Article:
Investing in the Next Generation of Girls
The new year has brought exciting changes to St Catherine’s Junior School, with the completion of a brand new building, known as Barbreck, and the introduction of personalised academic learning plans.
Karen McArdle, the new Head of Junior School, says St Catherine’s wanted to create an environment where students could develop and thrive. While she notes that learning is not dependent on the physical environment alone, she believes the new junior school building provides a space to inspire.
“It is purpose-built, so it was designed with the idea of best learning conditions in mind,” Ms McArdle says. “The building is beautiful. It has a very soft feel to it, and as you walk through, the atmosphere is calm. The rooms are engaging and there is so much natural light.”
The three-storey building has a library and resource centre; a performing arts auditorium for the music, art, dance, public speaking and drama curriculum, with rehearsal space and a music classroom; an art studio and gallery showcasing students’ work; an outside playing and sports precinct, known as the Village Green; and dedicated classrooms such as the STEM lab and language lab.
“The STEM lab is an area that our Barbreck girls are very eager to get into. It is beautifully set up for learning science, engineering, maths and design all in one room.”
The STEM curriculum covers scientific discovery, construction, virtual reality, coding and robotics.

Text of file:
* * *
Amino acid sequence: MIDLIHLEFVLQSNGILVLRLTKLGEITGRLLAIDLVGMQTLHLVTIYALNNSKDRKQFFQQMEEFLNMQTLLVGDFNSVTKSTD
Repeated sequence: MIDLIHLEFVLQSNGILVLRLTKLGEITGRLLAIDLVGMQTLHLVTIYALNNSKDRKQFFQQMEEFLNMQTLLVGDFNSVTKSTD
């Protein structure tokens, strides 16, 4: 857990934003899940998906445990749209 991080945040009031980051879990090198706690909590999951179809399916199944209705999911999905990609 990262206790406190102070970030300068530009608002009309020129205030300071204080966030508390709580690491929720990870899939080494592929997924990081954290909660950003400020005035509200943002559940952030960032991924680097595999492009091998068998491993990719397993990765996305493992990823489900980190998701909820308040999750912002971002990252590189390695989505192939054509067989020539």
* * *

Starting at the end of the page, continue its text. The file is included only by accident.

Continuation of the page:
“The other day, I asked the girls what they were doing. They said, ‘We have been learning about binary code and working out how it is used in the interface between a website and a user.’ The fact that they could articulate that was amazing.
“Our STEM teacher is really passionate. I think that passion has definitely been transferred to the girls because they show real excitement about those subjects.”
French is offered in the junior years, and the language lab uses a green screen to create an immersive environment.
“The program is designed so that the students are talking in French the majority of the time. They are quite conversational now,” she says. “The screen is used to place the girls in different locations and situations, which makes it more real for them.”
Ms McArdle was appointed Head of Junior School at the beginning of the year. With a background in school leadership, curriculum development, and teaching and learning, she introduced personalised academic plans for literacy and numeracy.
“In term one, we had meetings with each staff member after they had analysed the students’ writing and gathered samples. We performed another level of analysis and were able to work out where the year level focus needed to be and what goals to set for individual students,” Ms McArdle explains. “For example, some girls might only be writing in simple sentences, so a goal for them might be to start moving into writing compound sentences.”
She says the personalised academic plans, targeted lessons and small class sizes give teachers the ability to focus on individual students. “We are better able to analyse, track improvements and show parents exactly how much their child is progressing.
“It is an investment in our next generation of young girls. The changes very much reflect St Catherine’s commitment to the early years of education, and our focus is always on the students, which is what I believe in.”
By Arianna Lucente
Independent Schools Guide, Sunday Age
26 May 2019